Development and application of small molecule chaperones for protein renaturation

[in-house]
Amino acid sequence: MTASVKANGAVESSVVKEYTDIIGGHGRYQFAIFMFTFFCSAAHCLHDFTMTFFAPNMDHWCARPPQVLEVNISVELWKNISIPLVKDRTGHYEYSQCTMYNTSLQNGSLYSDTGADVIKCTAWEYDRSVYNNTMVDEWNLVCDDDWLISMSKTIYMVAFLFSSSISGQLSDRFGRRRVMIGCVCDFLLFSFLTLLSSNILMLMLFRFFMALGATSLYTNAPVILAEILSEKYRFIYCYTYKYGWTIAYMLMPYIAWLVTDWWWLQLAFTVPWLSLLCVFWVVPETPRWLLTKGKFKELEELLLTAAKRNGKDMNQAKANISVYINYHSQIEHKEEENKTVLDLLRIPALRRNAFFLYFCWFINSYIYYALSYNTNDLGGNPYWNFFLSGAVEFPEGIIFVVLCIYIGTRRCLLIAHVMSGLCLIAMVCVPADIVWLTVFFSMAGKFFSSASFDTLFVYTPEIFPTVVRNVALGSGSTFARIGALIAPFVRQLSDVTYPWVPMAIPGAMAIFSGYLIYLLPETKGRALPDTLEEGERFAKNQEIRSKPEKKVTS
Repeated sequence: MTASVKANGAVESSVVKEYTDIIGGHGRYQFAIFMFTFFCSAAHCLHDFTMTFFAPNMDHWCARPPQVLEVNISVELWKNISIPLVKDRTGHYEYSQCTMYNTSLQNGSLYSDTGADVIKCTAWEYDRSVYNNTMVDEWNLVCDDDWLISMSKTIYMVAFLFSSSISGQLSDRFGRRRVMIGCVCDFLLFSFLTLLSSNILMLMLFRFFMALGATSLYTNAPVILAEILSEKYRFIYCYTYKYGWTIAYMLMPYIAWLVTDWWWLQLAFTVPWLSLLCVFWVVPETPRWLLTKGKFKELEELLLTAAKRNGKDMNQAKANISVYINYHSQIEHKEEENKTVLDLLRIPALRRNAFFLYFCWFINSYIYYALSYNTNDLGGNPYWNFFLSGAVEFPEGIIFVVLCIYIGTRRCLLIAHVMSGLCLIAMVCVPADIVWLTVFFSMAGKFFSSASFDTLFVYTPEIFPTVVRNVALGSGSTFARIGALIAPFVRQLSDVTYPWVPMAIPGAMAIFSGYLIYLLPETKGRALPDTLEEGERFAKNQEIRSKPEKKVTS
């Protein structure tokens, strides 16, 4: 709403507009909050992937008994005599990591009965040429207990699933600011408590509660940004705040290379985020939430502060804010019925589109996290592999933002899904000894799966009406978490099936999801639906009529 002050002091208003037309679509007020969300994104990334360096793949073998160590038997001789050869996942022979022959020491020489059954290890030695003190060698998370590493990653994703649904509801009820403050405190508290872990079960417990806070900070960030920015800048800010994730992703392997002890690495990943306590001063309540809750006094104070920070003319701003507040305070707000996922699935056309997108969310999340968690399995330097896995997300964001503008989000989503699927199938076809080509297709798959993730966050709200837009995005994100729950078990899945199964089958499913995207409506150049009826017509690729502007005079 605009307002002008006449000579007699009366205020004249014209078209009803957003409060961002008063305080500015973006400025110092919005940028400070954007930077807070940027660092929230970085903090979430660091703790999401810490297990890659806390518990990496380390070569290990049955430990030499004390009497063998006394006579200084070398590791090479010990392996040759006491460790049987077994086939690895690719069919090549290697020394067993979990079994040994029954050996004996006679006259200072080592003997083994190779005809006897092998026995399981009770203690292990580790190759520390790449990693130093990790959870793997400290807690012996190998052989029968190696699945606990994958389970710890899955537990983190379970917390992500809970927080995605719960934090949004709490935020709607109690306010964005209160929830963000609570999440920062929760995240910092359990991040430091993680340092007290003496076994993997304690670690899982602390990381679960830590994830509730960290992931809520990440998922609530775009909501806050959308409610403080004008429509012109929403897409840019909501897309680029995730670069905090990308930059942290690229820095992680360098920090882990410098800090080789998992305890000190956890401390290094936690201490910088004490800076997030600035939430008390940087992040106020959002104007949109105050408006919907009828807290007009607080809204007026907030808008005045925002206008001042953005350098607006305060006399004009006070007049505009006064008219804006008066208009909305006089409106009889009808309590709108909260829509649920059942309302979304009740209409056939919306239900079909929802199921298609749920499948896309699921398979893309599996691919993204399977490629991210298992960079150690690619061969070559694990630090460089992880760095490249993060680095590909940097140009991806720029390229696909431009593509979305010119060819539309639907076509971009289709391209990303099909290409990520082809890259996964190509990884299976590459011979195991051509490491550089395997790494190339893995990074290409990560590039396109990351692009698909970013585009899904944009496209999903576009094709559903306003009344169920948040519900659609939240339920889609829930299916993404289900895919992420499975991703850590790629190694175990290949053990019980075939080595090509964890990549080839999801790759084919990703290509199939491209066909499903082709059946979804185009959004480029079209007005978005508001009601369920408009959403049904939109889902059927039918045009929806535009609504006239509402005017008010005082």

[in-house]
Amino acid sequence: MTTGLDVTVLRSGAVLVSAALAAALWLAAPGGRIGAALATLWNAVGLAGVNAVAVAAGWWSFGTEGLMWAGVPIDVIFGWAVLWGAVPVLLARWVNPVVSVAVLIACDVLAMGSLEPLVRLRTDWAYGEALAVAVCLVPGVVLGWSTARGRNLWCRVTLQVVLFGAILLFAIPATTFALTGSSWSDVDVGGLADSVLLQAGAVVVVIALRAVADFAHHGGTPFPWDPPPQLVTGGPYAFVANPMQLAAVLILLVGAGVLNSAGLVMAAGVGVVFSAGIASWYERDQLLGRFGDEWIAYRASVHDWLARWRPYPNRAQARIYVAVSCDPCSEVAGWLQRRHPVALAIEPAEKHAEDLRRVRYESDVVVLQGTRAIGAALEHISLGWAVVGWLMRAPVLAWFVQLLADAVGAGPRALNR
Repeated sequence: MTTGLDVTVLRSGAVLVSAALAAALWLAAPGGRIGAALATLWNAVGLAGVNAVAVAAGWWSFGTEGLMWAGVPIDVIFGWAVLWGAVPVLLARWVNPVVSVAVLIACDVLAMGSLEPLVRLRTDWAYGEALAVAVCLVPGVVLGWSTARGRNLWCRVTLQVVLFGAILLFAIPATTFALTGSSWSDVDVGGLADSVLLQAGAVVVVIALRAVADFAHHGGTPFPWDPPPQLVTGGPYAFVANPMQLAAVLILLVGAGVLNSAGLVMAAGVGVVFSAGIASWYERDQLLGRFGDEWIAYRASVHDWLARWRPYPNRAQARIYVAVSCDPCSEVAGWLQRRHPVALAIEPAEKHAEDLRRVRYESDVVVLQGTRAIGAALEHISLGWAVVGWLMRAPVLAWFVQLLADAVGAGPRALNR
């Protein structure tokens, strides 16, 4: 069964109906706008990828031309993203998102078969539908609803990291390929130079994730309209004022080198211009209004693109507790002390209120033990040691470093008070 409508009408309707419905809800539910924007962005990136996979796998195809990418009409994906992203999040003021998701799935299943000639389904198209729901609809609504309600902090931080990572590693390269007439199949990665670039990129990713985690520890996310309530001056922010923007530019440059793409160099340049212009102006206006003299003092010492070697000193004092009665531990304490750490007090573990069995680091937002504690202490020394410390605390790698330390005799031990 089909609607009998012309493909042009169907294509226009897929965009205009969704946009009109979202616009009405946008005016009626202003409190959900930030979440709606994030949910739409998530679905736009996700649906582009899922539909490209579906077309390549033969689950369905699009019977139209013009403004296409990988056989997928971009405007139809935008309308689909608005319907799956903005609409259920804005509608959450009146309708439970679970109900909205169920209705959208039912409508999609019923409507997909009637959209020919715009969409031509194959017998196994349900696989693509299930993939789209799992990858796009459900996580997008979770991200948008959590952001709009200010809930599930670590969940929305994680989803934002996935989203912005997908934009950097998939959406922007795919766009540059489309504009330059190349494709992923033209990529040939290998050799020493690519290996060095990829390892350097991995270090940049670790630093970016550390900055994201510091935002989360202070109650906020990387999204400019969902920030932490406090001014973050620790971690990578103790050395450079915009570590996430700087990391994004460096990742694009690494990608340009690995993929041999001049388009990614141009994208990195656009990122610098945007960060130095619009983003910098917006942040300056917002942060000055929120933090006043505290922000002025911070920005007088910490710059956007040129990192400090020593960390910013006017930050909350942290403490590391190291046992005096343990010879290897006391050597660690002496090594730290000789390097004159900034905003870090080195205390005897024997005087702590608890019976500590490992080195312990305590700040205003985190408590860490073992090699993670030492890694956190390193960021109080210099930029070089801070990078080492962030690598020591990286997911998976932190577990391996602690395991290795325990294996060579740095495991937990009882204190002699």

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Protein aggregation presents a major problem in protein renaturation. This is due to competing intramolecular and intermolecular processes in unfolded protein molecules. Current investigations in our lab have focused on examining additives that can aid denatured polypeptide chains to refold into their native conformations and stabilize the structure of resulting proteins. Our approach to this problem is the development of a series of fluorous and non-fluorous salt additives that are capable of stabilizing protein structure against irreversible thermal denaturation, allowing protein molecules to refold into their native conformations, and recovering protein activities after chemical denaturation. Our initial studies employed Hen Egg White Lysozyme (HEWL) and Carbonic Anhydrase B (CAB) as model proteins to explore the effects of these salts on protein stabilities and renaturation. We also studied inclusion bodies of MMP 13 provided by Pfizer, Inc, and examined the utility of our protocol in a more practical application. The behavior of fluorous and non-fluorous salts prepared in our lab was investigated in the case of both thermal and chemical denaturation of HEWL and CAB. Differential Scanning Calorimetry (DSC) was employed to monitor the thermal process of protein solutions treated with salt additives. While many of those salts are able to prevent aggregation of HEWL during heating at a high temperature, fluorous salts were found to have an unusual stabilizing effect on protein structure. Moreover, compared with non-fluorous salts, fluorous salts could generate higher recovered enzymatic activities from chemically reduced-denatured HEWL at a useful concentration. The structure of recovered proteins was investigated further using Circular Dichroism (CD) spectroscopy. Although difficulties were encountered in attempting to prevent the irreversible thermal denaturation of CAB, fluorous salts have significantly enhanced the recovery of chemically denatured CAB molecules at a relatively high concentration. In our attempt to renature MMP 13 inclusion bodies, we obtained the results that further confirm the critical importance of the fluorous character in salt additives, hi addition, all the refolded-active proteins were separated from the salts by a simple dialysis protocol. Our approach to protein renaturation has a number of advantages. Furthermore, the observation of the important role of fluorous portion in stabilizing and recovering native protein structure provides the potential to develop a series of highly efficient additives for protein renaturation.